The Nigerian military says it is taking the recent warning of possible attacks on oil facilities in the Niger Delta very seriously. Armed protesters have seized another oil facility in the region.
In the latest attack, armed protesters seized an oil production facility in the southern state of Bayelsa.
But a spokesman for the Nigerian army garrison in oil-rich Rivers State, says intelligence gathered by the military confirmed a larger attack was imminent.
Major Sagir Musa, told VOA that the military had taken adequate steps to counter the threat.
"Yes, we are taking that threat seriously, bearing in mind our mandate; making a conducive atmosphere for the multi-national oil companies to operate unhindered, without any molestation, without any problem," he said. "We are mindful of our responsibility and threat of the militants, we are not taking it lightly. We are up to the task. Before they issued that press statement, we were aware through our security and intelligence network."
U.S. diplomats issued a warning last Friday on the likelihood of a unified attack against oil facilities in the region. The attacks allegedly will be carried out during the first week of November and may involve 10 to 20 simultaneous bombings of land-based targets and separate attacks on oil installations in which expatriate workers will be taken hostage.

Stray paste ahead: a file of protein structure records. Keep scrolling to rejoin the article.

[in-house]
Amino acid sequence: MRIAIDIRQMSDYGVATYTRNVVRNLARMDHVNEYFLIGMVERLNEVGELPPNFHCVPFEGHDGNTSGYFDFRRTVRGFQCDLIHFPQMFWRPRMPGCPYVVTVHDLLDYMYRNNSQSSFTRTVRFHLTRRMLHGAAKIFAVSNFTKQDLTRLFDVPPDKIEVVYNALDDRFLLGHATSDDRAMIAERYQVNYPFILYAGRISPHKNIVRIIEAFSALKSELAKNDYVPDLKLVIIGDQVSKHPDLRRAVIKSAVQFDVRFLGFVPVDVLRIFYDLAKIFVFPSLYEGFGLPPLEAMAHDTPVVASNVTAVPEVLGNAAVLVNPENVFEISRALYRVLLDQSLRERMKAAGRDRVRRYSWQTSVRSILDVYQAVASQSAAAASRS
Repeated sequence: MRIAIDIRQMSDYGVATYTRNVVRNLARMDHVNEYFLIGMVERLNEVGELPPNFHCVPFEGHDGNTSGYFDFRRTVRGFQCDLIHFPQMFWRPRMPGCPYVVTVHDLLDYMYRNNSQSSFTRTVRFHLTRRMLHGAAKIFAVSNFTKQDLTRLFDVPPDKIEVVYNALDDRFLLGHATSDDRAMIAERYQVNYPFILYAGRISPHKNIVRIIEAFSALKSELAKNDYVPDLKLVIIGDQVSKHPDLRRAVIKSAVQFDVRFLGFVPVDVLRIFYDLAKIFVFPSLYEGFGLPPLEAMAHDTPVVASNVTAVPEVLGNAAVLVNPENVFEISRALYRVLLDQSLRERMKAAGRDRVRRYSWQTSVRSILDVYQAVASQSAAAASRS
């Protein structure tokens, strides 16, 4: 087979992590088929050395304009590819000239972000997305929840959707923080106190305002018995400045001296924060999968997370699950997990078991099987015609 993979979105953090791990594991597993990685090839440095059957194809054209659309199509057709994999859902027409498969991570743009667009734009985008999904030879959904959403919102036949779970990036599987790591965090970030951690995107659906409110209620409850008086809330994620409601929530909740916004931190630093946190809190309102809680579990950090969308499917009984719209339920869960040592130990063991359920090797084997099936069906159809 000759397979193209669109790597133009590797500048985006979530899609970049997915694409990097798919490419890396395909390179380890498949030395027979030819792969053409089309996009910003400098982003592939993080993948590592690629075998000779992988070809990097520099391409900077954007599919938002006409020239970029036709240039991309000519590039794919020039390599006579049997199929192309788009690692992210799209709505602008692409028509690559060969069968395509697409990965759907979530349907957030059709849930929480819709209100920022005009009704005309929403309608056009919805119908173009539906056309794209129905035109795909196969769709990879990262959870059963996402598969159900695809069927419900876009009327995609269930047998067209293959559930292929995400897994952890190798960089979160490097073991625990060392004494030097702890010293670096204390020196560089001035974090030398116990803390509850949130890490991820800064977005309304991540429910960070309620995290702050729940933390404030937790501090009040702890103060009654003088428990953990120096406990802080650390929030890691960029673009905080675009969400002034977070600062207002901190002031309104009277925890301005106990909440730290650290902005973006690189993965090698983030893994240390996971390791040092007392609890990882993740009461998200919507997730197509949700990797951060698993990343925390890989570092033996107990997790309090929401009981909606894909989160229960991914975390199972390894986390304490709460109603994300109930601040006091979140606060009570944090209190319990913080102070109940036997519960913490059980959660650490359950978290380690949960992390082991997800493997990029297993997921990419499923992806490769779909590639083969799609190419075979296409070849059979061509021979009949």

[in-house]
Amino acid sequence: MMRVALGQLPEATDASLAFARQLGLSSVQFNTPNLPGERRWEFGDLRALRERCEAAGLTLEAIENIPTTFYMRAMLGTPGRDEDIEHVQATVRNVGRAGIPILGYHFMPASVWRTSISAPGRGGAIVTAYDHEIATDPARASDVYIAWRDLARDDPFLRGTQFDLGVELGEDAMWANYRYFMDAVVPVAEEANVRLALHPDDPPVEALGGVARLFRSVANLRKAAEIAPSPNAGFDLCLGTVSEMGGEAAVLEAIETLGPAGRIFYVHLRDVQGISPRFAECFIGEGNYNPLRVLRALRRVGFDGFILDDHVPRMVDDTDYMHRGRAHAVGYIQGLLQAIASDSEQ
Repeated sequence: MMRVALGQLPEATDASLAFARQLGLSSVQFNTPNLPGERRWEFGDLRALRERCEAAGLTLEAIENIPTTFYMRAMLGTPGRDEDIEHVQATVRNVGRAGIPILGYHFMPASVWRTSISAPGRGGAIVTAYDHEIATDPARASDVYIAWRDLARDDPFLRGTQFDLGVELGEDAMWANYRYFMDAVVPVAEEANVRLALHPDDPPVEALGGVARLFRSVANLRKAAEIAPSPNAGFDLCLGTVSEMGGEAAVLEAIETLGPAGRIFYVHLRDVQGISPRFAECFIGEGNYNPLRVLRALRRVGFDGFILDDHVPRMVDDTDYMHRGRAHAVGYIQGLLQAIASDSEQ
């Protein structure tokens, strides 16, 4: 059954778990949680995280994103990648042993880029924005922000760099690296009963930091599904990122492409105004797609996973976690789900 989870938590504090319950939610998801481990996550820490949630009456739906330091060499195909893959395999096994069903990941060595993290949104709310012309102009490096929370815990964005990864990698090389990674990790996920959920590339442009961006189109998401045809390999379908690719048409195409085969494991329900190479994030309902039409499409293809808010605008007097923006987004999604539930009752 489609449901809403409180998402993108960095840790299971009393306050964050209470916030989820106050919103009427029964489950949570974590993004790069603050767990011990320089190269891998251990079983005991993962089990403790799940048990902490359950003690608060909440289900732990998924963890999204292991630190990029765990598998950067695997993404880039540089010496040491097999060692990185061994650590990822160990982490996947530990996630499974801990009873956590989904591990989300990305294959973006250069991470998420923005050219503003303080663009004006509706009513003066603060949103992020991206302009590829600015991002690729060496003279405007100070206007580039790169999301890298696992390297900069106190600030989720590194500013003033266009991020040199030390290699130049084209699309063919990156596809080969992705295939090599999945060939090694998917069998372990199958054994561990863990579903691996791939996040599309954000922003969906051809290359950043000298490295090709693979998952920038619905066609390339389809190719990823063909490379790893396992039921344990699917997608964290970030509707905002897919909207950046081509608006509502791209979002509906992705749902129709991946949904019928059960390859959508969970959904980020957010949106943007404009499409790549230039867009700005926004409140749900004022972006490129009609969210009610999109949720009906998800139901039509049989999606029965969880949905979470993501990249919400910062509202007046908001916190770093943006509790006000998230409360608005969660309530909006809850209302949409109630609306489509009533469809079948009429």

Militant attacks have cut output by about 500,000 barrels per day since February in the world's eighth-largest petroleum exporter.
The latest threat is pushing international oil prices higher.
But Petroleum and Natural Gas Senior Staff Association President Peter Esele rejects reports that Nigeria's oil output has slackened due to spiraling violence. The leader of one of Nigeria's two main oil unions says Nigeria has produced its OPEC quota, despite the delta crisis.
"They [government] do not lose 500,000 barrels per day, they do not lose it. What they do is, if 500,000 per day is lost from Shell and there is stability in Mobil, they tell Mobil to produce more than their daily quota. Then if there is relative stability in Total, they will tell Total to fill it up," said Esele. "So, on daily basis you still have 2.1 million or so coming out of Nigeria. The only area they are really going to feel the pain is when all the producers are shut down."
The militants have demanded the release of their leader, Mujahid Dokubo-Asari, who is on trial for allegedly plotting against the Nigerian government. They are also asking for greater regional control over oil and gas resources.